The summer season is drawing to a close in the Alps. At the weekend, the last of the French glaciers (at Les Deux Alpes) finished its summer skiing programme, while Zell am See and Chamonix saw two big end-of-season sporting events.
In Chamonix, Xavier Thévenard won the Ultra-Trail de Mont Blanc in commanding fashion, completing the 170km course in 21hrs, 9mins and 15 secs – 49 minutes ahead of the next runner, Spaniard Luis Alberto Hernando. Here are the video highlights…
Live Français – UTMB® – Ultra-Trail du Mont-Blanc® by UltraTrailMontBlanc
Meanwhile, in Zell am See in Austria, Jan Frodeno won the Ironman 70.3 World Championship…
Now, thoughts are turning to winter and the next ski season – and the good news is that, right on cue, the weather is beginning to cool off. Today a cold front will reach the Alps, and temperatures will drop significantly. In the French Alps, the freezing point will be down to 3000m by Thursday, and there should be some light snow down to 2800m. Meanwhile, in the Austrian Alps, the freezing point could drop as low as 2300m on Saturday.
Of course, this cooler phase is unlikely to last for long. And we’ve got two months yet before we have a right to expect proper cold. But still, it’s a big relief for snow-lovers to see the record-breaking summer of 2015 lose some of its bite. The glaciers have had a torrid time, and most need at least a couple of snowstorms to get them in shape for the autumn season.
Pictured below, for example, was the Grande Motte above Tignes earlier this morning. It’s due to open on October 3 for its autumn season.
A handful of glacier ski areas are open now – Saas-Fee and Zermatt in Switzerland, as well as the Hintertux and the Molltal glaciers in Austria. More will be coming on stream as late summer turns to autumn. For example, the glacier above Val Senales in Italy and the Pitztal glacier in Austria’s Tirol are both due to open on September 18 – followed by the Kaunertal on September 19. The Kitzsteinhorn should be open to skiers from October 3, and on October 24 and 25 Solden will be welcoming the world’s skiing elite for the opening races of the World Cup. All openings are, however, subject to conditions, so let’s all sacrifice a few chickens to the snow gods in the meantime, shall we?
Meanwhile, in the southern hemisphere…
First of all – did you see that Woodsy won gold in the skiers’ slopestyle at the Winter Games in New Zealand?
Go Woodsy! And please, can you hold onto this form until the next Olympics?
In New Zealand, spring is in the air, but while it’s been raining hard lower down, there were fresh snowflakes in the ski areas of the southern Alps today – along with strong, gusting winds. Snow depths are still very good, although the surface quality has been affected by yo-yoing temperatures. Currently, in The Remarkables, the settled snowpack is 110-150cm deep, depending on altitude. Meanwhile, in Treble Cone it’s up to 326cm deep in Saddle Basin at the top of the ski area, and 144cm at the bottom. More snow is expected overnight and tomorrow, although not in significant quantities.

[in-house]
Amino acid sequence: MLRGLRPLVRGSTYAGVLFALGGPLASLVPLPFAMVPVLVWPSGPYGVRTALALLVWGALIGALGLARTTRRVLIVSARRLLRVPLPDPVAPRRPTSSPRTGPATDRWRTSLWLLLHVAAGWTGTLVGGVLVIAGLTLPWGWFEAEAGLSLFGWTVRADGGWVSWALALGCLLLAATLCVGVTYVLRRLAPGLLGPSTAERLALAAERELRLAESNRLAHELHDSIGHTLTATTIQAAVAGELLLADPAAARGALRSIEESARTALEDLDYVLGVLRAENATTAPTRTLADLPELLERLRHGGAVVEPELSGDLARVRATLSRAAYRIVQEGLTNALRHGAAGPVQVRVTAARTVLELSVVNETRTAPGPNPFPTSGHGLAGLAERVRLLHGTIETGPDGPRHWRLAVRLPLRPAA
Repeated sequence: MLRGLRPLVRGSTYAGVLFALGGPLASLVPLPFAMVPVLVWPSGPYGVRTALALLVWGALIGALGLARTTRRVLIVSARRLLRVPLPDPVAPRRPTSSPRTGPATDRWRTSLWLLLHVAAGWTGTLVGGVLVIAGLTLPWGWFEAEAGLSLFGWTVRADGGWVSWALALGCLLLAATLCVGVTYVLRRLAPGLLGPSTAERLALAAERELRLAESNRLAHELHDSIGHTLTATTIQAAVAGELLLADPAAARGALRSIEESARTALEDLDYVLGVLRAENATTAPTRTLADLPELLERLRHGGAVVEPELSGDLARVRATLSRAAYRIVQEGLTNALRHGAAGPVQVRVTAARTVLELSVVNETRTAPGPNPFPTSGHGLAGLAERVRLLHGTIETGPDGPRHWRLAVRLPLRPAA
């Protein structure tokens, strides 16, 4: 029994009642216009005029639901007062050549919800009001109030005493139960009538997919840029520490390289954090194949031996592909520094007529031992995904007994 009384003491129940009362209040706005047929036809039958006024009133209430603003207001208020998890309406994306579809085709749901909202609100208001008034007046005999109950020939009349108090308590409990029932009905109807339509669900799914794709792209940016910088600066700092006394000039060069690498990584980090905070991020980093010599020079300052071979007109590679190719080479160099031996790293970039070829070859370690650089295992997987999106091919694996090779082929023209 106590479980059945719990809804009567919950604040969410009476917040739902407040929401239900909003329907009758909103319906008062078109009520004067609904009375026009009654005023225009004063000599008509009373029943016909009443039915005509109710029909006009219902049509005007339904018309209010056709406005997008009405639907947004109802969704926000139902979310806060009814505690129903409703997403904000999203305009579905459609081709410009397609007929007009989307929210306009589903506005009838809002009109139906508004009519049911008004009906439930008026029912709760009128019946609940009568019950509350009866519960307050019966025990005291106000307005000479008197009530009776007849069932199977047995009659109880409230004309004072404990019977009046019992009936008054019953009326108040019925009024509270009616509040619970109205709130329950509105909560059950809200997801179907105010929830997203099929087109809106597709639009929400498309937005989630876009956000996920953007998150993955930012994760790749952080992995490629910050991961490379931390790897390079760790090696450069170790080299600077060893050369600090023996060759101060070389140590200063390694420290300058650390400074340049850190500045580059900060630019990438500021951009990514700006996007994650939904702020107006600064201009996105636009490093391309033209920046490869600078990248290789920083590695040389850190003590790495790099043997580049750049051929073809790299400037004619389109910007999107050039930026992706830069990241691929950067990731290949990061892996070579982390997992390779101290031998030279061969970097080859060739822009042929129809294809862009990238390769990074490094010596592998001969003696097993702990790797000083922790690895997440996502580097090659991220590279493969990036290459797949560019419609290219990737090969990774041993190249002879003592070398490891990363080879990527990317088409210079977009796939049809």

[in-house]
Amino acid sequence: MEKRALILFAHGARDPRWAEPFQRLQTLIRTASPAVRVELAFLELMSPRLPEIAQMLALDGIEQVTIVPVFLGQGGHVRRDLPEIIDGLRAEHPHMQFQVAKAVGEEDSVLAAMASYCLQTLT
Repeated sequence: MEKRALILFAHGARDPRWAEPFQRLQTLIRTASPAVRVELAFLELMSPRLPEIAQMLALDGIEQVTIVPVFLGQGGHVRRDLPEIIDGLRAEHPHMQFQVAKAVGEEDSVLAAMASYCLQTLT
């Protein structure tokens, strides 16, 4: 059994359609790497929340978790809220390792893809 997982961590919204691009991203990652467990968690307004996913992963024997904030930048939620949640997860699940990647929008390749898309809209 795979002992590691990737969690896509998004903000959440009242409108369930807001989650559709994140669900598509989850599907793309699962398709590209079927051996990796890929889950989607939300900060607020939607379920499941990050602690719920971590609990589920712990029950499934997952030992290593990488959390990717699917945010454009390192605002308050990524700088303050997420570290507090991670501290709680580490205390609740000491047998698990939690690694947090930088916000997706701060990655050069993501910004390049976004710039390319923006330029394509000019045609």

Oh yes, and for no particular reason other than it’s GORGEOUS, check out the drone video footage of the US ski team, which has been training recently in Coronet Peak.
In the Snowy Mountains of Australia, they’re expecting the white stuff, too. On Thursday, it should fall down to 1500m, which is below the base lodge at Perisher, but above the height of the lowest trails in Thredbo.
Pictured above is how the upper slopes were looking at Perisher today – they were refreshed by a 20-30cm dump this time last week, but as you can tell from the photo, the bright Australian sun is gaining strength. If you want to enjoy Thursday’s expected snow in all its powdery magnificence, you’ll have to ski it straight away.
Finally, here’s how it was looking in Catedral Alta Patagonia in the southern Andes on Sunday.
The cover is very thin on the lower slopes, but there’s 75cm mid-mountain and 190cm at the top, thanks to fresh snow last week. Further north, around Santiago, they’ve had much less of the white stuff recently. Yes, August kicked off with a monstrous dump there, but they could do with some more now to set up the back end of the season.
|France: all of the French glacier ski areas are currently closed. However, the Grande Motte above Tignes will be open again from October 3.|
|Switzerland: currently Zermatt claims 130cm of snow at 2900m. Here, 17 lifts are currently open, serving 14 pistes. You can also ski on the glacier above Saas-Fee.|
|Austria: two glaciers are currently open in Austria for skiing – Hintertux, and the Molltal. On the Hintertux glacier, the snow is up to 50cm deep on the pistes, and 18km of pistes are open. Both will be hoping for at least a dusting of snow during the next few days.|
|Italy: there’s currently lift access from Cervinia to the high-altitude pistes between Italy and Switzerland.|
|Andorra: Andorra’s ski resorts are closed.|
|Western USA: summer skiing is on offer at Timberline Lodge on Mount Hood in Oregon.|
|Western Canada: Whistler’s short glacier season on Blackcomb mountain finished on July 26.|
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